Thursday, July 23, 2009

The Dashwood Sisters' Secrets of Love by Rosie Rushton

This novel is a modernization of Jane Austen's Sense and Sensibility and my knowledge of that novel is a little rusty, limited only to watching the movies a last year, so while I've picked up some similarities, I can't fully comment on how accurately it pulled off the adaptation. Beyond being an adaptation, accurate or not, this novel was one that I didn't want to put down. It was a really smooth read with characters that I felt for and plot lines that drew you in.

Ellie, Abby, and Georgie are three sisters who live in a lush house with their divorced mother. Their father still pays the bills but when they visit him and his annoying new wife, he seems tired and troubled by something. When he dies a few days later from a heart attack, the girls learn that he was having financial troubles and put their house in his wife's name to cover a bad investment. With her the new owner of the house, the girls are forced to move to a small village. As the girls adapt to this new life, they find themselves in their own little trials of love. Ellie has fallen for Blake, her stepmom's nephew who, while pursuing her with earnest, seems to have a girlfriend that he can't seem to get rid of. While Abby tried to help her new friend Chloe win Nick's affections, Nick falls in love with Abby. In the meantime, Abby has a relationship with Hunter who seems too good to be true. Georgie, the tomboy of the group has a new friend who just might want to be more than friends.

This novel proved to be really enjoyable without what I would consider soap opera moments. Abby is a bit dramatic at times, but that's her character, a drama queen. I still felt that her situations were believable and not at all over the top. Ellie is supposed to be the reserved character, but I felt that she did give into her emotions more so than Jane Austen's Elinor. I wish that Georgie has a bigger role. I know that Sense and Sensibility focused on the two older sisters and so Georgie's storyline was probably thrown in for fun, but it could have been developed more. I would have like to know more about why she made her final decision. To me it came out of nowhere.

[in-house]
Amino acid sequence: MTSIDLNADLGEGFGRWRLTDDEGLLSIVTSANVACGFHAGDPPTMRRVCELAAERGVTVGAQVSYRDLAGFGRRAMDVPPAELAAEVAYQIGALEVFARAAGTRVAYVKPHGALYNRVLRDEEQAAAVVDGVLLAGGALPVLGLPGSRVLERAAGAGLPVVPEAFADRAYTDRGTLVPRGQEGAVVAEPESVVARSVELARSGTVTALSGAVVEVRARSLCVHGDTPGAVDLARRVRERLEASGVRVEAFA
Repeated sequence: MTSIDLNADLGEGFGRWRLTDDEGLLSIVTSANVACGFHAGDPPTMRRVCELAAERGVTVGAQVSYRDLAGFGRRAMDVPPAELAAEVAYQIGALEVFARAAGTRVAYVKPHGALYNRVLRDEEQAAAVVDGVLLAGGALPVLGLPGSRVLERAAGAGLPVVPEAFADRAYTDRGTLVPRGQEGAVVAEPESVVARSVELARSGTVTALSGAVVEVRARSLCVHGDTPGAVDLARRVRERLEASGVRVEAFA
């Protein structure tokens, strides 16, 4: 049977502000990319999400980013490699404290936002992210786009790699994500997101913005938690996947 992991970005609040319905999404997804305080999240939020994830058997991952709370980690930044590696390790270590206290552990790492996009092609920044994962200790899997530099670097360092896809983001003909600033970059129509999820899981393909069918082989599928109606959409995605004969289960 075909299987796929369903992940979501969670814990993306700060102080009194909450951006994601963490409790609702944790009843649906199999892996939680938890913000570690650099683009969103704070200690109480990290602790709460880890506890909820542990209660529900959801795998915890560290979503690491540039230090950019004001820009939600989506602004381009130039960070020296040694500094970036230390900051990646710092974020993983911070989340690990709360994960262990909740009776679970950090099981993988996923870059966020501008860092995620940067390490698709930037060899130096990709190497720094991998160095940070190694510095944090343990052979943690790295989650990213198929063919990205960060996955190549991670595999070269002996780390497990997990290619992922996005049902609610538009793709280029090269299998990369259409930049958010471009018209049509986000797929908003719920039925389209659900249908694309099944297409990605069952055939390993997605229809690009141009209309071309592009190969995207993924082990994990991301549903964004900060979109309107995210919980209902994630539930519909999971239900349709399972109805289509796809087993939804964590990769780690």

Seeing as my knowledge of the original isn't fresh to compare the book, I'm not boggled down by how the book failed to smoothly adapt. If you don't even consider this book an adaptation, it is a really good book. It's a nice fast summer read without being shallow and full of fluff. I would definitely recommend this novel.

Since reading this novel, I have read Sense and Sensibility and there are some stark contrasts. Lucy isn't vindictive in the original and the Hunter character (Willoughby) isn't half as selfish in his wants and hurtful in his actions. Brandon isn't as pushy as Nick and other comparisons abound but it doesn't distract from the enjoyment of the book, unless you're reading it as Sense and Sensibility. It's inspired by the novel but not the same novel except in modern times (although I can see how certain changes occur to fit in modern times). Basically, forget everything you know about the original beyond Elinor being reserved and in love with one man who has a girlfriend and Marianne (Abby) being a drama queen who has one man whose affections she doesn't return and another love of her life who breaks her heart. These similarities remain but the telling is up for interpretation, as in any interpretation of a novel, whether it be a retelling or a movie. I must insist that: THIS IS A GOOD BOOK! READ IT WITHOUT A THOUGHT OF JANE AUSTEN. ANY COMPARISON WILL KILL IT!

No comments: